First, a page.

Didirina

7/14/2008 11:40 AM  
OpenID Caromora13 said...

Whoa, Kitty, I take exception to your putdown of "osteopaths!"

I worked for many years as a Medical Staff Coordinator in major hospitals. Part of that job is reviewing credentials for physicians when they first apply to be on staff, as well as monitoring current medical staff's current medical education, to make sure they keep up with it every year.

Being well acquainted with the medical education and background of both M.D.s and D.O.s, I can assure you that D.O.s have as much as, and often more, education as M.D.s do! They go to medical schools which are accredited by the very same agency, plus they also do a one-year rotating internship after graduation from medical school, no matter what specialty they are going into. It is required of all D.O.s to do that internship.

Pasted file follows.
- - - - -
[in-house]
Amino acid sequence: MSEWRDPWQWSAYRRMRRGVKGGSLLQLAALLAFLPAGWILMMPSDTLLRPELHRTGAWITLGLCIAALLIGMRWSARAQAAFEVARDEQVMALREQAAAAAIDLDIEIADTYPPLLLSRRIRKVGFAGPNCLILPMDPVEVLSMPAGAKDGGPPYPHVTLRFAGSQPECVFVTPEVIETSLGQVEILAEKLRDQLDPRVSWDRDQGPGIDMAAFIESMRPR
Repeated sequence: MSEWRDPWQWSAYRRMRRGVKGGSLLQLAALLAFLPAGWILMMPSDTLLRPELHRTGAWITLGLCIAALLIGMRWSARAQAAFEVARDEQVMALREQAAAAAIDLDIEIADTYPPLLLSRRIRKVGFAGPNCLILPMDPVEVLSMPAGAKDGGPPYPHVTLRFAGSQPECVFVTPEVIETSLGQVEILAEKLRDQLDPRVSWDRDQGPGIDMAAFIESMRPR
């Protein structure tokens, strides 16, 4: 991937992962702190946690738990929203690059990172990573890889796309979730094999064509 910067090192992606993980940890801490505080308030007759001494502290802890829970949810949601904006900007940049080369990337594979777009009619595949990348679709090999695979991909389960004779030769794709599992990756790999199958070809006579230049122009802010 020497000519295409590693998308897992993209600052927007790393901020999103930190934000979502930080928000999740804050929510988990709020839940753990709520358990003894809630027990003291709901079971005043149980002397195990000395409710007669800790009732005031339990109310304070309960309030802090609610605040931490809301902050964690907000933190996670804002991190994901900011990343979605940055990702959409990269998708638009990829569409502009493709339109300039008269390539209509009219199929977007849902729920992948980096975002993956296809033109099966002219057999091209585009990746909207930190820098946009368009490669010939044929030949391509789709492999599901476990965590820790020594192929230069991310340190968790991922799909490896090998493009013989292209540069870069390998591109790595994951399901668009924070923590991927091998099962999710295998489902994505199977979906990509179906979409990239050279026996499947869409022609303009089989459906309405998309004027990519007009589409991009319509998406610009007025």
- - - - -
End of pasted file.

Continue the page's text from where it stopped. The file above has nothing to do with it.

M.D.s more often do no internship at all, but go straight into residency for their specialty right out of medical school (which gives D.O.s one more year of schooling and a more well-rounded experience, in my opinion).

When osteopathic physicians specialize, they learn in the same teaching hospitals, side by side with M.D. graduates. Do NOT put osteopathic physicians down as non-physicians! That just shows your ignorance.

I consider D.O.s superior to the average M.D. because, in osteopathic medical schools, their students are taught to take the "whole patient" into consideration...including physical, mental, and psychological health...plus they learn about spinal manipulation and how an aligned spine contributes to the overall health of the patient.